In the end turned out my PipeDirection had to be set to InOut, even though I was only streaming information from the Server, and not receiving information.

Here's the winning line of code:

NamedPipeServerStream Pipe = new NamedPipeServerStream(PipeName, PipeDirection.InOut, 1,
PipeTransmissionMode.Message, PipeOptions.None);

Thursday, July 10, 2008

.NET IPC through Named Pipe Servers

I've been struggling to get my own IPC server and client going. The work was based on this great post on The Code Project. Even though the article was very useful, I found the code to be a bit clunky.

I restructured a lot of it into very neat client / server structure. During debugging, I stumbled onto this "new" addition in the .Net 3.5 Framework. Named pipes are neatly integrated, so no need for my client and server anymore. Doh!

Oh well, I only lost a day's worth of coding, and at least I can rest assured that this part of my project will be quite stable.

Tuesday, July 8, 2008

Windows Service uninstall failed

Whilst developing a Windows Service, an exception occurred. I opted not to debug and when I exited the VS instance the service naturally terminated.

When I got back into the Services MMC, my service was marked as Disabled. When trying to uninstall the service through InstallUtil myservice.exe /u, the following exception was raised:

An exception occurred during the Install phase.
System.ComponentModel.Win32Exception: The specified service has been marked for deletion

This problem is easy enough to solve. Just quit the MMC and uninstall the service again.

Visual Studio editor annoyances

I have the nasty habit of copying code and then accidentally hitting Crtl+C again without selecting any text. VS clears your current clipboard item and replaces it with the line you're on.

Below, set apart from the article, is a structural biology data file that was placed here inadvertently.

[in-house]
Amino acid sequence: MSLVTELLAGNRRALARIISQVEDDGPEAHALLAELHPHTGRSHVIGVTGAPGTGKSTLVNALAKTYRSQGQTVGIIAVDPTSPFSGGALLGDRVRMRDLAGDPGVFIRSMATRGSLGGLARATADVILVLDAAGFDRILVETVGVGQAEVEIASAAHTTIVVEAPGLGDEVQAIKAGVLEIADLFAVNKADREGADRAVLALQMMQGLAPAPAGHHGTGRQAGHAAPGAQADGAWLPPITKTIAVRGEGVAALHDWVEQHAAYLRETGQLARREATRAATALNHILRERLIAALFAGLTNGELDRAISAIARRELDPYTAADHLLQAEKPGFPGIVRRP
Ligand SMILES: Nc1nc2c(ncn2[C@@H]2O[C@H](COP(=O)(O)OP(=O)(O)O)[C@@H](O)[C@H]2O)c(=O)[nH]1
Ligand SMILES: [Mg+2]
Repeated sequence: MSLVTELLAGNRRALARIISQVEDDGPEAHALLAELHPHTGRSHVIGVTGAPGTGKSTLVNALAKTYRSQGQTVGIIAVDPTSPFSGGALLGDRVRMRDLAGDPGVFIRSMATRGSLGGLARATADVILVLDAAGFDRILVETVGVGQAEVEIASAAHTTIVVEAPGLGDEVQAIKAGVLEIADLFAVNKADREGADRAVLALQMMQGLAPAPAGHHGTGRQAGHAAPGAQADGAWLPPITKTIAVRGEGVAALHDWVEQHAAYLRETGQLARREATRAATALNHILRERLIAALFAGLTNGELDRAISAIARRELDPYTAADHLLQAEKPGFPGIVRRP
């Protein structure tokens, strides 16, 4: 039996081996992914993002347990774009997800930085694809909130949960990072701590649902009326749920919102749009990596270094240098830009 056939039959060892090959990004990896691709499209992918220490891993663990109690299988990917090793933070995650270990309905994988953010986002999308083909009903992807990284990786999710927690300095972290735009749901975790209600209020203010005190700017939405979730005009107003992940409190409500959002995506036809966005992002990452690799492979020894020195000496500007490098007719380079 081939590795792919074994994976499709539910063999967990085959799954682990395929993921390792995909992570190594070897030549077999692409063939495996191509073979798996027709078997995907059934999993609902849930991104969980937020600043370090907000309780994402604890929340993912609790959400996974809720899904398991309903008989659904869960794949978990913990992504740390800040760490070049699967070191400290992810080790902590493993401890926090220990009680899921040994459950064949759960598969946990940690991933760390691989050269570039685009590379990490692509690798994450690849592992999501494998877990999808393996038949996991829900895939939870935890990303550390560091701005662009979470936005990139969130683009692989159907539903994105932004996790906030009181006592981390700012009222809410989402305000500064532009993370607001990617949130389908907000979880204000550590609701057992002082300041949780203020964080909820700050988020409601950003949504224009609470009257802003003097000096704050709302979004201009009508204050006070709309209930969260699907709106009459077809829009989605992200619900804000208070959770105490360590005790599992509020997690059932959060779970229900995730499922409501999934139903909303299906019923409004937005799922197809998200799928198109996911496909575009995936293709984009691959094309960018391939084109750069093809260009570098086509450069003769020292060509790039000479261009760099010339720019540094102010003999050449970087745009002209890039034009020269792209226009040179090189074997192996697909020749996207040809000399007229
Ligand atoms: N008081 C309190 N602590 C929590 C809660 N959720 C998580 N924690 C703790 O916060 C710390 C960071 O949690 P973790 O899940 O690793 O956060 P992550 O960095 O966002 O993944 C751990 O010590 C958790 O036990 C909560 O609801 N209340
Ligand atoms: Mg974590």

I find this quite annoying, but luckily there's a way to get the previous items in the clipboard back. Just keep hitting Ctrl+Shitf+V to cycle through all the previous items.

Thursday, July 3, 2008

UI updates and threading

I've been working on a small Windows Forms app which has a thread running in the background. This read needs to send info back to the UI during certain intervals. It's a pretty easy problem to solve and there are numerous sources on the web explaining this.

I did come across weird behaviour when my app went into a deadlock. It hanged at the Invoke method in the following code:
// This updates some control safely
protected void UpdateSomeControl()
// Check if an Invoke is required
if (InvokeRequired)
// Update the UI through delegation
// ... Update the UI ...
// ... Update the UI ...
This is upposed to work! So what happened?

Turns out there are two types of calls to modify a control in .Net. The first is a SendMessage and the other PostMessage. Invoke uses SendMessage, which causes the update message to be sent, but hangs around until the message has been processed. BeginInvoke uses PostMessage which is basically a fire-and-and-forget approach; the message is added to the queue and the process goes of doing other work without waiting for it to processed.

So my Invoke was obviously hanging around waiting for the control update to be completed, while the control update was waiting for some other process further back in the queue... at least that's how I understand it.

To solve this issue, simply use BeginInvoke rather than Invoke. I'm sure this fix is not appropriate for all problems, but in my case it did the trick.

For a more detailed explenation, see this CodeProject page.